opinion. I know that thousands of mechanics all over the world use
this method. NOT ME!!! Here goes someones opinion....
"Your Accord has what is called "Trapped Rotors". They actually
fit behind the hub. The procedure to remove them is not
complicated, but it is time consuming.
Here is how I do it:
1) Remove axle retaining nut.
2) Remove brake caliper and bracket.
3) Remove lower ball joint retaining nut and use pickle fork to
loosen spindle from lower ball joint.
4) Remove axle from hub.
5) On the back of the spindle, remove four bolts that attach
hub/bearing to spindle.
6) Use slide hammer to remove rotor/hub assembly.
7) Remove 4 bolts attaching rotor to hub.
8) While it is a snug fit, the hub bearing does slide through
center of rotor to remove it.
Installation is in reverse order.
A bad bearing usually makes a growling noise while driving".
- == Final thoughts on this whole deal! Use the Honda tool or
the OTC ball joint separator from Sears. Item# 00971255000
Model# 6297. They have cheaper versions. From what I have read from
others who have tried the two jaw puller it doesn't have a good
enough grip on the jaw area to get under the rubber boot to hold
on. That's why Honda made their tool to securely hold on.
- UPDATE 11-10-09
- I just changed out my rotors. I can truly say that I have
new news about this ordeal. This is ground breaking NEWS. I now
know how to do the whole job. Without a serious problem in getting
it done. Follow my advice above about the Honda tool. It worked so
fast & efficiently. I left off the instructions @ the point
where it really gets tough. After you have disconnected everything,
you still have to separate the rotor from the hub. All of this is
done while the rotor & the hub are still attached to the car.
Reconnect the tire rod end for stability. Use two cold chisels
(regular size with flat points, the gap is flat so you use flat
pointed chisels). You have to place the chisels between the front
hub(the part with the tire studs on it) and the rotor. Place one
chisel on the left and the other on the right. I heard a story
about a person using a air chisel, it won't work unless the
attachment is large enough to separate the two pieces. Take a 5
pound hammer and bang your head off. Do not hurt anything in the
center. Always look to see where you are banging. Don't hit
anything. Just use the chisels to move into open areas between the
two objects. Use a small flash lite to see where the chisels are
headed. Once you have separated the front hub piece as far as you
can and the front hub hasn't released itself, use a steel wood
wedge. After a nite of using the two small cold chisels with
success, I had failure on the drivers side. I couldn't get the hub
& the rotor to separate. (the two small chisels were not thick
enough)The log splitter wedge is the tool to use if the two cold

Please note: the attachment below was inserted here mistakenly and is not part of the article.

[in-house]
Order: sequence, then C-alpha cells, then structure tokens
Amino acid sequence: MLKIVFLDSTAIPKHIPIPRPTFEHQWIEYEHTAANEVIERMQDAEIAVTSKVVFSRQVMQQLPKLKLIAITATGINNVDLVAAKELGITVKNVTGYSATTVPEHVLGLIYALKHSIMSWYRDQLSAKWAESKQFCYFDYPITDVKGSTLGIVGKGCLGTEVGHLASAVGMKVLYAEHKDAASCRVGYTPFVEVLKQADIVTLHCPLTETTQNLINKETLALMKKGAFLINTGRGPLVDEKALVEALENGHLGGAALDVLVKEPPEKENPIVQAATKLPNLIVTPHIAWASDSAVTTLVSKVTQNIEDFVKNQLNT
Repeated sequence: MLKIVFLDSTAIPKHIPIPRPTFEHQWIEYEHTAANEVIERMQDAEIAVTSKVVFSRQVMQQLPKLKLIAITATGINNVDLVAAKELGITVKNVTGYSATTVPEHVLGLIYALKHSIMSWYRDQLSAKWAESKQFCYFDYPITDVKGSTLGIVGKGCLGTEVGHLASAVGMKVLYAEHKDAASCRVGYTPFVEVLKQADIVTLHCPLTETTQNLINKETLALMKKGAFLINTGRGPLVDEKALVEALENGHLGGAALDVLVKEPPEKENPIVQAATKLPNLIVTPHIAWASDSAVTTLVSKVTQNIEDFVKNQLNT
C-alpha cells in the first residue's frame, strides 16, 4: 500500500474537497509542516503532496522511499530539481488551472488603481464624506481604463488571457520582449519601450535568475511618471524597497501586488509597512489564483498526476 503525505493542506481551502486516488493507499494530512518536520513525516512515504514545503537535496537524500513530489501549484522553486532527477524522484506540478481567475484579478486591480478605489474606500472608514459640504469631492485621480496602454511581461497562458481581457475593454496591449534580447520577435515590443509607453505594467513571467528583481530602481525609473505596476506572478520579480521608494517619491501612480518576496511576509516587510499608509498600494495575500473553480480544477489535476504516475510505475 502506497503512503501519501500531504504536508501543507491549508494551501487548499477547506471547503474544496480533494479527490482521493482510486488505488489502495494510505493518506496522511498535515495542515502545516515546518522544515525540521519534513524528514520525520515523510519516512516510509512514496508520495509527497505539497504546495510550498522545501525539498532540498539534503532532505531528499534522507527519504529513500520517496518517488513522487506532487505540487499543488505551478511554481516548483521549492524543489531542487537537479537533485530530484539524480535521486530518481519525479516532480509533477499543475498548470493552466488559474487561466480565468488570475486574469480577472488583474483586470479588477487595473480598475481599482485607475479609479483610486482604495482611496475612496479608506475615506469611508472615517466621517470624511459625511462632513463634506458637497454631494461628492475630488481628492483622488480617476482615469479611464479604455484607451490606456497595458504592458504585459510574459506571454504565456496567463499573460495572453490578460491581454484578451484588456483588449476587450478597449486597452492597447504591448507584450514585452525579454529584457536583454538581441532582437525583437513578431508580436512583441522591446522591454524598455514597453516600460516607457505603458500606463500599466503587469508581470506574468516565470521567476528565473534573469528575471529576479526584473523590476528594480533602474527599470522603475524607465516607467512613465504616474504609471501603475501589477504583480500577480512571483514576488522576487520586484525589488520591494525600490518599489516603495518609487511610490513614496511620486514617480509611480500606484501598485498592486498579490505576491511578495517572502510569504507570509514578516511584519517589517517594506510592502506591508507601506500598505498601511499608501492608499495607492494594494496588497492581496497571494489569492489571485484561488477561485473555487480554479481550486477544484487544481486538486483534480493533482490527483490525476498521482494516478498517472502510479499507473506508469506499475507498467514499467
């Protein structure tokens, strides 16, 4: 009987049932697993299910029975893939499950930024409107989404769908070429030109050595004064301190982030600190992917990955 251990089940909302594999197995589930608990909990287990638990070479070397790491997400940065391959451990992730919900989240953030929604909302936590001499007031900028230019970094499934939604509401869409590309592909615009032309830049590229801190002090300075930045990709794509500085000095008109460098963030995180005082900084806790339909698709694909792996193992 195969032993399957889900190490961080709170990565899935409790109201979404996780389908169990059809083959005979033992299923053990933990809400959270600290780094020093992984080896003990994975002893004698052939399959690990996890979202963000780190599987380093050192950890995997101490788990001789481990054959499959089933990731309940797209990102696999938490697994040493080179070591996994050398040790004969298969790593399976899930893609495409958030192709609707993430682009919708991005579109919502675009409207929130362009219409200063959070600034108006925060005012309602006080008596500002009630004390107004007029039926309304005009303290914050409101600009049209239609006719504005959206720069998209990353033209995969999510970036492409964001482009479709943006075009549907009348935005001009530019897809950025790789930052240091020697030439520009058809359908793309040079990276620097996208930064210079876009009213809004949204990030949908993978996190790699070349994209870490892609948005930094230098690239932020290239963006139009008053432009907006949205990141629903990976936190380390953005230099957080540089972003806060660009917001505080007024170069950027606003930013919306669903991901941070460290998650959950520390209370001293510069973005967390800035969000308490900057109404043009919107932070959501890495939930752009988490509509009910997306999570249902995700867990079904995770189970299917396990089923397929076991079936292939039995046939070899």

chisels don't work. I had two of them in my tool bin. It worked
like a charm. There you have it. Use the two regular cold chisels
first. (always look where you are going with the chisels)You have
to use the two small cold chisels first. The gap between the the
hub part with the tire studs & the rotor is too small to use
the log splitting wedges. I now call the log splitting wedges the
new separators for this job. After separation, you have to rejoin
the two hub pieces. Attach the rotors bolts to the front hub piece
with strength. Use pressure to tighten the bolts into rotor. It has
to align itself for proper rotation. Use a 2X4 on top of the back
side of the hub to put the two parts of the hub back together. (
you have to use the wood as a cushion so not to hurt the metal. You
have to take the mud guard off to get to the back part of the hub.
An impact screw driver was used to take the mud guard screws off.
(only on one side, use a penetrating oil) I had to use gentle
knocking and penetrating fluid to release the back hub part &
patience. It was all rusted after I got it off. I sanded all of the
rust away with Grey fine sandpaper. I repacked the bearings. I can
now tell you that separating the rotor from the hub is unreal if
you use a slide hammer(a hub separator won't work as good as my
method). The rust can cause serious problems. My method of using
the chisels & the log splitting wedges works better than the
sliding hammer & hub separator. The force you put on the chisel
and the wedge is greater than the force you can place on the
sliding hammer. You can't use a regular hammer. Has to be a 5 lb.
or larger. Don't let the hammer slide off the chisel, it just might
hit you left index finger. (still in pain, I was tired when doing
this job, never use the hammer when tired) Use the wedges after you
get a good gap. Good luck.